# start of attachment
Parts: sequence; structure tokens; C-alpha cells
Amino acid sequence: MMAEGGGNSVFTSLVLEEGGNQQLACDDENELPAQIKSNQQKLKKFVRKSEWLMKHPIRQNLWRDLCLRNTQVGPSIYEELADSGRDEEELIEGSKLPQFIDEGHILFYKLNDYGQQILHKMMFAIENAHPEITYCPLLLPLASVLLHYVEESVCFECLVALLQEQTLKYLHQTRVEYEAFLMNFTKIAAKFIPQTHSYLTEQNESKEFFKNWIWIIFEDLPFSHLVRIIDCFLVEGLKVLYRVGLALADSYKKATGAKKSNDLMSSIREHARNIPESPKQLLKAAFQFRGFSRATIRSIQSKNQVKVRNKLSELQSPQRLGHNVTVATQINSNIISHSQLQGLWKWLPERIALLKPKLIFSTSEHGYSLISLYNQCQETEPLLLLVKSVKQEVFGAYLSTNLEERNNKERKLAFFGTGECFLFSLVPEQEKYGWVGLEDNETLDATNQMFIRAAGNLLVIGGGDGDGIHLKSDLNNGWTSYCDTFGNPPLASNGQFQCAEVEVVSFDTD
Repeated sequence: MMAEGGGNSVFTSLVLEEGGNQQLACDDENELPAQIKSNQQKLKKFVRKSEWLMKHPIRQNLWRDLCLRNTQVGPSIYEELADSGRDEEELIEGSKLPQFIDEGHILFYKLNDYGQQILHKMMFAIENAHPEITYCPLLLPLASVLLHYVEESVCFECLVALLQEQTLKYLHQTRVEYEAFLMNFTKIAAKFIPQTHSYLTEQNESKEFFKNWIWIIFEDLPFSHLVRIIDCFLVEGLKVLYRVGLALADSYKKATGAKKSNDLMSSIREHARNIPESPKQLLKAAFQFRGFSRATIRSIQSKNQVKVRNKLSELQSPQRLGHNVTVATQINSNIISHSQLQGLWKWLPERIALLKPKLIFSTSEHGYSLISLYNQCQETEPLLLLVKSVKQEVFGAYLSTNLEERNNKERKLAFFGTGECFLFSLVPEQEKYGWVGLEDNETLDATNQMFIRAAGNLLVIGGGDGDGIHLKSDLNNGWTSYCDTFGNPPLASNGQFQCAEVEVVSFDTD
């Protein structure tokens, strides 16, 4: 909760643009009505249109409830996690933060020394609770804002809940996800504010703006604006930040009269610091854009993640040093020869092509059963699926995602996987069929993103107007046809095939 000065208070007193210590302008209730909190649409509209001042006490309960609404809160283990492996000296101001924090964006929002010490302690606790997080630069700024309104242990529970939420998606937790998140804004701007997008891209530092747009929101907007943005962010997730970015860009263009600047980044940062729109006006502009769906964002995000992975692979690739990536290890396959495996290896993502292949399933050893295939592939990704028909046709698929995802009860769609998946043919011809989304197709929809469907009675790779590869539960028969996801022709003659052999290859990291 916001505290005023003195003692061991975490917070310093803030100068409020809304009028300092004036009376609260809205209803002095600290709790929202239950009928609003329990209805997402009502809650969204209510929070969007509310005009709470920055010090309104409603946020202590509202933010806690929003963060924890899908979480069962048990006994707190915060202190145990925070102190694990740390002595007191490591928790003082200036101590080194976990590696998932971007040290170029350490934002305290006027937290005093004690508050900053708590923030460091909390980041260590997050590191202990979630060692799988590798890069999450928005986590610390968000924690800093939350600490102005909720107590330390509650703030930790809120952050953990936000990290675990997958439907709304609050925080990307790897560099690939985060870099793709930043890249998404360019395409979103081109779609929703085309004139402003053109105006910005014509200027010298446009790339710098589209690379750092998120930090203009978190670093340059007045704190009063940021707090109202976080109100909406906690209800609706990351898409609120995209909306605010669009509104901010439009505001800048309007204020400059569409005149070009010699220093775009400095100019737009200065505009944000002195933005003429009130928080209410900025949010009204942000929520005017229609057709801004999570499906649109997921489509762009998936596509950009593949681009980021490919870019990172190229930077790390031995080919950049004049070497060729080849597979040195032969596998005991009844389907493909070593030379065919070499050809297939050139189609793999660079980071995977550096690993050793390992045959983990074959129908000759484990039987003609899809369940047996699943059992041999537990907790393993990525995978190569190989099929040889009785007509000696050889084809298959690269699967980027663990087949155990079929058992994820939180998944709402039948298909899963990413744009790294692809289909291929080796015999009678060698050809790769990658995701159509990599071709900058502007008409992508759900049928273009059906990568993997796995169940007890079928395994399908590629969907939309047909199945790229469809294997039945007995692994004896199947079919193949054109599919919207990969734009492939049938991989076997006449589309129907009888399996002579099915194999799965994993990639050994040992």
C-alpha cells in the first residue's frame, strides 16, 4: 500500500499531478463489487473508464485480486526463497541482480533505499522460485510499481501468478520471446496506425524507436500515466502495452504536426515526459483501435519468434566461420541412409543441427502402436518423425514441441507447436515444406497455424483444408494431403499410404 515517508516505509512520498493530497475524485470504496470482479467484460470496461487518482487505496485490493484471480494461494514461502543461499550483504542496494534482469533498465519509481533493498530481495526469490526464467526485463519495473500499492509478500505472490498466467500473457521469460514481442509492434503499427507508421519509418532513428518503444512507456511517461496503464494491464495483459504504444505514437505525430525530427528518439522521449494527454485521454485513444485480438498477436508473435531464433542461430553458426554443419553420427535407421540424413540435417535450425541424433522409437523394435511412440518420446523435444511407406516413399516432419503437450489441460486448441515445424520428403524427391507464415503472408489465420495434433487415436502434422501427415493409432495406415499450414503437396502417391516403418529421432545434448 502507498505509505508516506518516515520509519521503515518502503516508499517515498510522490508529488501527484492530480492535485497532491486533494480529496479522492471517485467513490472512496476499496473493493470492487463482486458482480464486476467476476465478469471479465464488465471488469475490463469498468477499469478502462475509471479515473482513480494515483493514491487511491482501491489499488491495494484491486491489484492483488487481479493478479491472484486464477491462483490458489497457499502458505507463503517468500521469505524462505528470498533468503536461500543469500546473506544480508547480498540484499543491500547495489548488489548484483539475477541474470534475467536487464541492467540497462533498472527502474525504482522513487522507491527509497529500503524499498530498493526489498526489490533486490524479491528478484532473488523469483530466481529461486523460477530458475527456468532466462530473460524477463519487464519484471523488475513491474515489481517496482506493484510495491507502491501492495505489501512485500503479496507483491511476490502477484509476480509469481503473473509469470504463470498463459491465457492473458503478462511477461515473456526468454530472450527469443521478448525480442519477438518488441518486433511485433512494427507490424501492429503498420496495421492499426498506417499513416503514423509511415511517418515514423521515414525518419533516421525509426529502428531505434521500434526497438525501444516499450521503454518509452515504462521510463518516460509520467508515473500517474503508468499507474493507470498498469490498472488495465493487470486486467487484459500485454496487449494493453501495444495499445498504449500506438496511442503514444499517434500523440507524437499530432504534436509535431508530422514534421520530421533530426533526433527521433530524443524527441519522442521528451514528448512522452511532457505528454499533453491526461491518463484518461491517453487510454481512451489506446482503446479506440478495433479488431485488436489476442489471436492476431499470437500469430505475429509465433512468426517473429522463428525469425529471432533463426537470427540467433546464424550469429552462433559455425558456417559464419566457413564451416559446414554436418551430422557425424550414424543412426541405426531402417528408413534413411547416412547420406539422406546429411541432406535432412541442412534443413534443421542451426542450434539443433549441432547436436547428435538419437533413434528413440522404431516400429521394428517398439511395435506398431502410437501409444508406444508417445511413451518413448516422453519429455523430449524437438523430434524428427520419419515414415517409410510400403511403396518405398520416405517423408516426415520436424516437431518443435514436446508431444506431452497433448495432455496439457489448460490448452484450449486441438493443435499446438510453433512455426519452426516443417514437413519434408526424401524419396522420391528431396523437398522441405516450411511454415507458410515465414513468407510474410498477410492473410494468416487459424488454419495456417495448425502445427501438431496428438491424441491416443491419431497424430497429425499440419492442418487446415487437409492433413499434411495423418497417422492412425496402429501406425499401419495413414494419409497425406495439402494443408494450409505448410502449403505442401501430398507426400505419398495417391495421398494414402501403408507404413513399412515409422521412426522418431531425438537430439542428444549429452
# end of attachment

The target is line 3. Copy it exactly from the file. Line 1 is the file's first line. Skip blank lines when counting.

Repeated sequence: MMAEGGGNSVFTSLVLEEGGNQQLACDDENELPAQIKSNQQKLKKFVRKSEWLMKHPIRQNLWRDLCLRNTQVGPSIYEELADSGRDEEELIEGSKLPQFIDEGHILFYKLNDYGQQILHKMMFAIENAHPEITYCPLLLPLASVLLHYVEESVCFECLVALLQEQTLKYLHQTRVEYEAFLMNFTKIAAKFIPQTHSYLTEQNESKEFFKNWIWIIFEDLPFSHLVRIIDCFLVEGLKVLYRVGLALADSYKKATGAKKSNDLMSSIREHARNIPESPKQLLKAAFQFRGFSRATIRSIQSKNQVKVRNKLSELQSPQRLGHNVTVATQINSNIISHSQLQGLWKWLPERIALLKPKLIFSTSEHGYSLISLYNQCQETEPLLLLVKSVKQEVFGAYLSTNLEERNNKERKLAFFGTGECFLFSLVPEQEKYGWVGLEDNETLDATNQMFIRAAGNLLVIGGGDGDGIHLKSDLNNGWTSYCDTFGNPPLASNGQFQCAEVEVVSFDTD